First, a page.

A decision to exclude a pupil permanently should only be taken: “in response to a serious breach or persistent breaches of the school’s behaviour policy; and where allowing the pupil to remain in school would seriously harm the education or welfare of the pupil or others in the school”.

When reaching the decision to exclude a child, the head teacher must apply the civil standard of proof, i.e. ‘on the balance of probabilities’, which means it is more likely than not that a fact is true.

Under the Equality Act 2010 schools must not discriminate against, harass or victimise pupils because of their:

  • Sex
  • Race
  • Disability
  • Religion or belief
  • Sexual orientation
  • Because of a pregnancy / maternity; or
  • Because of a gender reassignment.

For disabled children, this includes a duty to make ‘reasonable adjustments’ to policies and practices. It is unlawful to exclude or to increase the severity of an exclusion for a non-disciplinary reason. For example, it would be unlawful to exclude a pupil simply because they have additional needs or a disability that the school feels it is unable to meet. It would also be unlawful to exclude for a reason such as:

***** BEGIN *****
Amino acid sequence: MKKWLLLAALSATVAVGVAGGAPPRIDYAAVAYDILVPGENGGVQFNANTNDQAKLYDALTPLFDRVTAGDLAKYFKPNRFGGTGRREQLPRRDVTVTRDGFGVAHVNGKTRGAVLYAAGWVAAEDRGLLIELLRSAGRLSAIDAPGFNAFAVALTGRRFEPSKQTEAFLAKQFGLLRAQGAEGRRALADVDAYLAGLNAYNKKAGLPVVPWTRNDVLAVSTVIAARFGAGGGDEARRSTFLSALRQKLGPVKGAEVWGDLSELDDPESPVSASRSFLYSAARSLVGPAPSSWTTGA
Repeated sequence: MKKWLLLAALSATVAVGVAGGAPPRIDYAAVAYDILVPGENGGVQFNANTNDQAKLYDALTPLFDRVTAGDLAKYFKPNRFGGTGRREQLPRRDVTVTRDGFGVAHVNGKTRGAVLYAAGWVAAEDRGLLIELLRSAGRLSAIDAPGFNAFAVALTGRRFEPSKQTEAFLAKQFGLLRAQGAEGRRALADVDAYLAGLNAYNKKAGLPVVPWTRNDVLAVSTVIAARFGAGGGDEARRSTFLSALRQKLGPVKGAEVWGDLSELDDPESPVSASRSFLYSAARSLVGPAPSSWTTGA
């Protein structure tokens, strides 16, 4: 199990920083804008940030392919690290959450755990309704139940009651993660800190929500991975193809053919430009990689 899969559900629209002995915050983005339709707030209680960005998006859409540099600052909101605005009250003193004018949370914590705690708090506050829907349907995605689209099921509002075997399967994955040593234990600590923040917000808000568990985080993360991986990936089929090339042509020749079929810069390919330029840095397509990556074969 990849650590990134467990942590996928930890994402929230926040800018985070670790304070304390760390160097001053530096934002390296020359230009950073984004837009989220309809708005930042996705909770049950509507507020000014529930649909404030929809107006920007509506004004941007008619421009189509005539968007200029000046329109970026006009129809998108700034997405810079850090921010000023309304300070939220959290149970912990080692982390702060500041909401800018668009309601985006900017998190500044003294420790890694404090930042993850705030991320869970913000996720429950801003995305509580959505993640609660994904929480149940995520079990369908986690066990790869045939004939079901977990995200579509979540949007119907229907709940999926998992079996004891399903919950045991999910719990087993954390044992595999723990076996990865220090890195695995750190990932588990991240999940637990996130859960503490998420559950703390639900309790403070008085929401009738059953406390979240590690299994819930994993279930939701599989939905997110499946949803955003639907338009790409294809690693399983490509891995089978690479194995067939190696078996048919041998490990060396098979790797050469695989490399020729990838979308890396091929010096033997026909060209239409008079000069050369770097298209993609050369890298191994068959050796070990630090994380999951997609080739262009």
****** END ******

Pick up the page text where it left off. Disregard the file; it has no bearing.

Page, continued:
• Academic attainment / ability;
  • The action of a pupil’s parents;
  • The failure of a pupil to meet specific conditions before they are reinstated such as attend a reintegration meeting.

A fixed period exclusion is where the child is temporarily removed from school. Children can only be removed for a maximum of 45 days a year, even if they have changed schools within that year.

For the first five days of exclusion, schools must take reasonable steps to set and mark work for the child to complete. The Head Teacher should send a formal letter setting out the reasons and conditions of the exclusion and should also specify how the school will provide work for the child to complete during the first five days. Work that is provided should be accessible and achievable by pupils outside of school.